Gliding has a growing following. Here members of a gliding club line up to be towed aloft by a hired power plane.

Beginners learn in primary gliders - Airplanes and Rockets

Beginners learn in primary gliders which, unlike the more graceful sailplanes, cannot soar above the release point.

Only Russia, of all the major allied nations was equally astute in understanding the value of glider training. As a country, perhaps more air-minded than any other in the world, she organized a national program of flight indoctrination in the years before the war, with glider training for both men and women. Consequently at the outbreak of the war, Russia had a valuable military reserve of 1,000,000 certified pilots.

Out of the war came many non-military uses of the glider. One of -these, the commercial use of glider fleets for carrying cargo by air, stems directly from our experience with the CG4A glider used so successfully for invasion. Its successor, designated as CG13A, now in production, has a wing span not much less than the DC-3, can carry 4,000 pounds along with thirty passengers and crew members, and is equipped with all flight instruments, radio, tricycle landing gear, brakes, and could even be equipped with an automatic pilot. This, says one airline official, is what mail houses will use extensively in the future to distribute goods from main warehouses to branch stores. Such glider fleets, he maintains, will also be invaluable to the airlines in transportation of perishable goods.

It is hard to say where the sport ends and where the scientific study begins in soaring, for every flight, is a study in air currents, and every experimental jaunt made by an amateur enthusiast with it new gadget on his sailplane, adds to our knowledge of the structure of aircraft.

This is more true of soaring than gliding. The distinction is this: Gliding, being a more elementary training technique, consists of dropping from the release point to the ground. Soaring is an advanced form in which altitudes above that of the launching point are attained by using upward air currents.

Motorless flight provides more of a challenge to the pilot, a more satisfying proving ground for the engineer and scientist, than any other branch of aviation. Perhaps this, more than any other reason, promises gliding and soaring a brilliant future with Americans, who love a challenge.

The Soaring Society of America, a national organization of glider enthusiasts, has been working against tremendous odds to promote interest in motorless flight in this country. Without government subsidies such as many European countries grant, its work has necessarily been limited. The British government, for instance, has been giving direct subsidies of up to seventy percent of equipment and operating costs to private glider clubs for some time. As a result England has today an outstanding national glider program.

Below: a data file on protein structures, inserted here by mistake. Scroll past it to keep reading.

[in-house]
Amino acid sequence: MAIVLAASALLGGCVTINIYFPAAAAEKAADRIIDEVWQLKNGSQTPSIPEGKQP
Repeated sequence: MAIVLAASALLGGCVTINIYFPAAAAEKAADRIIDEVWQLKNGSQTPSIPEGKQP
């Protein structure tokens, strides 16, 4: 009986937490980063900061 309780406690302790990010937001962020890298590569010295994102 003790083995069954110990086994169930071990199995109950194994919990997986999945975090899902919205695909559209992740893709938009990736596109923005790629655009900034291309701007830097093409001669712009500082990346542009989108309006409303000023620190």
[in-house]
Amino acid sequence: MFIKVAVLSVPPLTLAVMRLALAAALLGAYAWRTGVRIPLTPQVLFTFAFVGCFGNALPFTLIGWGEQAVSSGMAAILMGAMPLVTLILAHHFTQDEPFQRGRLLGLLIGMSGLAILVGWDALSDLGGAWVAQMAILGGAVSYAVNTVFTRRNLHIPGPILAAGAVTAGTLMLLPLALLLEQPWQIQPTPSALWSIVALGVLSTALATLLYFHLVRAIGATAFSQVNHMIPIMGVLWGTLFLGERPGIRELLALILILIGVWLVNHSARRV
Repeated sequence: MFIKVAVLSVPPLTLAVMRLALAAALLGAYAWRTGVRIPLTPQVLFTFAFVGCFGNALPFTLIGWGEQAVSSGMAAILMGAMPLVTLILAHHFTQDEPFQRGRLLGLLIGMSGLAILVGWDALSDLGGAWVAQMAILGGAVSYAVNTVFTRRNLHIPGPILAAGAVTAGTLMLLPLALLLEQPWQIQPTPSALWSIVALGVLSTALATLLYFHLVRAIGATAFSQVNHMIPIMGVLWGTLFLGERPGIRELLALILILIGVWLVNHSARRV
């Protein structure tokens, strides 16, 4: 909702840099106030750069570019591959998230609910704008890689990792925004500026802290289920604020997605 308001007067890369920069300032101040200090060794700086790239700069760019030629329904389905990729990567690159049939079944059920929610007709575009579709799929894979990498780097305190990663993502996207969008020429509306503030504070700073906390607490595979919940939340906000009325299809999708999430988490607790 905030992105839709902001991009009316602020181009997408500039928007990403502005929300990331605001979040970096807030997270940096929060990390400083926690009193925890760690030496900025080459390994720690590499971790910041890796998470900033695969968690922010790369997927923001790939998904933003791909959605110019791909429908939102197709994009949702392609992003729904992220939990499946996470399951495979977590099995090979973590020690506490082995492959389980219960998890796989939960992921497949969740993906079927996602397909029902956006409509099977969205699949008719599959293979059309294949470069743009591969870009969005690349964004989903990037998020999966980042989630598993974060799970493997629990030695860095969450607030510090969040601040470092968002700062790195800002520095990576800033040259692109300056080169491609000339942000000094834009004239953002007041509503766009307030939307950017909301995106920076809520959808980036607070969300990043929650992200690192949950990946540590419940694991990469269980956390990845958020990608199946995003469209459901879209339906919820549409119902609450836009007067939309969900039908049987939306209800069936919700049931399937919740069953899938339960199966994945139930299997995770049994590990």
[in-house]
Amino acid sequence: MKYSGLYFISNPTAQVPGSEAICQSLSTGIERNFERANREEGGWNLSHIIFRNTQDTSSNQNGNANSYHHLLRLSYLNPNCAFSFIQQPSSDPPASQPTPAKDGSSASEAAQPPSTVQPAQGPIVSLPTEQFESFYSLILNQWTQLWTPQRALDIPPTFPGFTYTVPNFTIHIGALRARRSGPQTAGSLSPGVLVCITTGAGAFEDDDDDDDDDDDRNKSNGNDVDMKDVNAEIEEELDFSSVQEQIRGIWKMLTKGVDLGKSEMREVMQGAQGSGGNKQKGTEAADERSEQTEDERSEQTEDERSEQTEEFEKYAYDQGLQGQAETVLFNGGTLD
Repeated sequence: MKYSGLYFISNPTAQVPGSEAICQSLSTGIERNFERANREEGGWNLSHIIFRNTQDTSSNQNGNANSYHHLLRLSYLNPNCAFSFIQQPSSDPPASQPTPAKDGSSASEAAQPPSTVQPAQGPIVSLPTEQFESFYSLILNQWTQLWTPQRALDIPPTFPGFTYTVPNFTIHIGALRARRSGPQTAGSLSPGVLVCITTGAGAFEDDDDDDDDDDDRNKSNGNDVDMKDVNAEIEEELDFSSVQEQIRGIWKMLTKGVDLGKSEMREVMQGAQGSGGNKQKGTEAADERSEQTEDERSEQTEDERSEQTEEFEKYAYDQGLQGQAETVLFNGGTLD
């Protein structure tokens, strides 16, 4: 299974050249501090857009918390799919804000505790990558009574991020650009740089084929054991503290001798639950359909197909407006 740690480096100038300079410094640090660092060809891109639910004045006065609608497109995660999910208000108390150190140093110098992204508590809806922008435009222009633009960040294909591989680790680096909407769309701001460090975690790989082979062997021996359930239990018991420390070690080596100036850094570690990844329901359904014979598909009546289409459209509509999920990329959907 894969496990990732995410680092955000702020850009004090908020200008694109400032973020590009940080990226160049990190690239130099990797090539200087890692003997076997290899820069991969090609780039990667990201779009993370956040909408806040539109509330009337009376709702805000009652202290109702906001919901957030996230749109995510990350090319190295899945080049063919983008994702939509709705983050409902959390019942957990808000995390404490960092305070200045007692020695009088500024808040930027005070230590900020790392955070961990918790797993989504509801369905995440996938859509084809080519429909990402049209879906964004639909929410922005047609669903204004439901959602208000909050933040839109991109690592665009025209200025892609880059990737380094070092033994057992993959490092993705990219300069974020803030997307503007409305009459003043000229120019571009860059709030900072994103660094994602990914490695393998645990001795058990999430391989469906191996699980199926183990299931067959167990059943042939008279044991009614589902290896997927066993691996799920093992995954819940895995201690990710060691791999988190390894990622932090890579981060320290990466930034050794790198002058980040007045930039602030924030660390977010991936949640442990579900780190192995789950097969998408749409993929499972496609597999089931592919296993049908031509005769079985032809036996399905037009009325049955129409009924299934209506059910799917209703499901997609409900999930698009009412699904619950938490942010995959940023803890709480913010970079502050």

A similar project in this country would give gliding the boost it needs and deserves. Even with a much smaller subsidy (just enough to stimulate) the S.S.A. could organize thousands of glider clubs where for sixty-five dollars a year each member could do all the flying he wanted to do.

Also, with government assistance, the organization could carry on an extensive research program which would benefit the entire aviation industry. Even with the limited means at its disposal, the S.S.A. has been carrying on some valuable experiments. The development of the glider has increased our knowledge of materials and structures and has even influenced the design of commercial aircraft.

In the field of aerodynamics particularly, gliding has provided us with a whole storehouse of scientific data. We have learned, for instance, that mountainous regions are not the only good sources of thermals, but that certain cloud formations as well indicate fine soaring currents. In fact, new experiments go even further than that, proposing a dynamic soaring that is not dependent at all upon circulation of air and gust factors.

Another scientific contribution of gliding is a miniature vane, so placed on the edge of the wing that it indicates the true angle of attack. Since in the glider the angle of attack is a more dependable guide than air speed. this instrument if connected to a dial on the panel would provide a much surer method of judging an approach to stalling point than the air speed indicator now installed in lightplanes.

And then there is the "thermal sniffer," developed by Dr. August Raspet from an old principle into a simple, inexpensive, practical device. This unique gadget can detect temperature variations of 1/100th of a degree centigrade and so can indicate on a dial the direction of those warm rising currents of air from from which the soaring pilot gets a lift.

The experience gained by members of the S.S.A. stood us in good stead when the war came. From this group of amateur enthusiasts came the only competent glider pilots and designers in the country, when the armed forces finally realized their need. One of the main activities of the S.S.A. before the war was the annual meet at Elmira, where thousands of spectators gathered on Harris Hill to witness practical tests of new scientific theories in meteorology and aerodynamics. Hundreds of contestants brought with them new ideas to be tried out and improved upon. Many of these gliders and sailplanes were flying laboratories with their meteorographs, accelerometers, two-way, two and one-half-meter radio equipment and other instruments.